Jessica Watkins, an alleged leader of the paramilitary group Oath Keepers who was arrested for her role in the Jan. 6 Capitol riots, said in a court filing over the weekend that she had traveled to Washington to provide security for speakers at former President Donald Trump’s rally that day, that she had met with the Secret Service in advance, and that she had a VIP pass to the event.
The 38-year-old Ohio woman also said she believed she was acting on a call from Trump to support, not overthrow, the government.
“Ms. Watkins did not engage in any violence or force at the Capitol grounds or in the Capitol,” her federal public defender, A.J. Kramer, said in a motion seeking her release to home confinement filed Saturday in federal court for the District of Columbia. “She did not vandalize anything or engage in any destruction of property. She was polite to the police officers she encountered and did not yell at or harass them.”
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Watkins has been in federal custody since her arrest Jan. 17. U.S. District Court Judge Amit P. Mehta has scheduled a hearing Tuesday afternoon to consider whether to keep Watkins in custody or allow her release as her case proceeds.
Watkins and Donovan Crowl, 50, both of Champaign County, were among some of the first arrested after the attack, along with Thomas Caldwell, a 65-year-old from Virginia who is suspected of coordinating with them. Investigators say they and others are part of the Oath Keepers militia, members of which donned military attire and forced their way into the Capitol.
Oath Keepers focuses recruitment on former military, law enforcement and first responders and has chapters around the country. Caldwell served in the Navy, Watkins in the Army and Crowl in the Marines. In Ohio, Watkins called herself the “commanding officer” of the Ohio State Regular Militia. In an affidavit the FBI filed in court against Watkins, agents said the militia members are dues-paying members of the Oath Keepers.
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Federal prosecutors have sought to keep Watkins and others in custody, noting their involvement in the Oath Keepers and potential dangers to the community if they were released.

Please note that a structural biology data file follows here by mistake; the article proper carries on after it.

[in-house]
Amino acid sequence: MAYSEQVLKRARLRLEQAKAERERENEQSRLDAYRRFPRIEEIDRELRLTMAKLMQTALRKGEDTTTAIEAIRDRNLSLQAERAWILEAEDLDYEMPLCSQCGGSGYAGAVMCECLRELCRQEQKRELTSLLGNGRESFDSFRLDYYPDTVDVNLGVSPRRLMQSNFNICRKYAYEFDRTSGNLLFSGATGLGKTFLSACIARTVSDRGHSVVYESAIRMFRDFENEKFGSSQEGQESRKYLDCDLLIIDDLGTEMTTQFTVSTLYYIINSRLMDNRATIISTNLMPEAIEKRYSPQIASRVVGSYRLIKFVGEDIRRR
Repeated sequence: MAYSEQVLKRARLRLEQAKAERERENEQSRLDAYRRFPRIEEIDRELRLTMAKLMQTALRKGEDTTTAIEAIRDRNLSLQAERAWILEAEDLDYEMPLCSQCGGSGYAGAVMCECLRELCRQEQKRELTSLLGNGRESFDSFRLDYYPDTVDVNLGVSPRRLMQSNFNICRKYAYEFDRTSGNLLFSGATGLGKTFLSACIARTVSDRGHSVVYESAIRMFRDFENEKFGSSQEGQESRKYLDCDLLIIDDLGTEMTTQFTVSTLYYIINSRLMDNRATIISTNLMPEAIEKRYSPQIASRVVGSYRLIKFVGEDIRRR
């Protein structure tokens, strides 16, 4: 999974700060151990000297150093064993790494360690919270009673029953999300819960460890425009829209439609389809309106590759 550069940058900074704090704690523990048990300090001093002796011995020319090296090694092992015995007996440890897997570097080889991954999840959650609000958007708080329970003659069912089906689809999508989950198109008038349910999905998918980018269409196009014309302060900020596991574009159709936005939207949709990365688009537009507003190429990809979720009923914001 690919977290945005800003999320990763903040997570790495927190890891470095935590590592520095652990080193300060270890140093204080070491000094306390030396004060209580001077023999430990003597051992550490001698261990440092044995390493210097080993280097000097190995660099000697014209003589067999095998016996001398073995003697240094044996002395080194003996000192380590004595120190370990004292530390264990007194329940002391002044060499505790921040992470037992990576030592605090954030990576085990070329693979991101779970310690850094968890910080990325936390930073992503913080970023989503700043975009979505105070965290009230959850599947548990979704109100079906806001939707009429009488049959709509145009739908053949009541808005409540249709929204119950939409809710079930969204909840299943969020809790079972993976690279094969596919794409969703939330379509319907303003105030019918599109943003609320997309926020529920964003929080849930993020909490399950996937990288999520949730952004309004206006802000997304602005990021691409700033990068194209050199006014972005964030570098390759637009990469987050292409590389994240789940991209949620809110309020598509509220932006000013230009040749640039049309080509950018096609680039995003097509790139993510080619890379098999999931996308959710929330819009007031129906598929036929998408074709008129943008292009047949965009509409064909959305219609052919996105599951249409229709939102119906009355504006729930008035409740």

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In a court filing opposing Caldwell’s release, prosecutors wrote that “as evidenced by (Watkins’) conduct leading up to, during, and after the attack on the Capitol, Watkins exhibited a single-minded devotion to obstruct through violence an official proceeding that, on Jan. 6, was designed to confirm the next president of the United States. Crimes of this magnitude, committed with such zeal, belie any conditions of release that would reasonably assure the safety of the community or by which Watkins could be trusted to abide.”
Prosecutors also said in court documents that Watkins remains a leader within a broader militia movement who helped recruit and train people ahead of Jan. 6.
‘Fell prey to the … president, his supporters and right-wing media’
But Watkins’ filing seeking release paints a different picture: that of a former U.S. Army Ranger who served in Afghanistan, a small business owner hit hard by the coronavirus pandemic, and a transgender woman at risk behind bars.
Watkins’ attorney says she “fell prey to the false and inflammatory claims of the former president, his supporters and the right-wing media.”
“Although misguided, she believed she was supporting the Constitution and her government by providing security services at the rally organized by Mr. Trump and the Republican lawmakers who supported his goals,” the filing document adds.
Kramer noted in court documents that Watkins has no history of violence or criminal convictions, that she provided her contact information to officers at the scene on Jan. 6, and that she turned herself in to local police when she learned of her arrest warrant.
Watkins entered the Capitol building 40 minutes after it had been breached, the court documents state: “By the time Ms. Watkins allegedly entered the Capitol grounds and into the building, the doors were opened. No police officer suggested that the building was restricted or that Ms. Watkins was required to leave.”
The FBI, however, has noted that there are indications others took part in a conspiracy, sending messages directing Caldwell toward members of Congress. One told Caldwell to “seal them in. Turn on gas.” FBI documents say he also received the following messages via Facebook while at the Capitol on Jan. 6:
- “Tom all legislators are down in the Tunnels 3 floors down.”
- “Do like we had to do when I was in the core (sic) start tearing out floors, go from top to bottom.”
- “Go through back house chamber doors facing N left down hallway down step.”
A half-dozen other suspected members of the group, including Bennie Parker, 70, and Sandra Parker, 60, of Warren County, Ohio, also were arrested in the past week as co-defendants in the case against Watkins and Crowl. Authorities said the Oath Keepers planned for Jan. 6, forcibly entered the U.S. Capitol with other rioters, and attempted to delete social media posts and other information about their involvement afterward.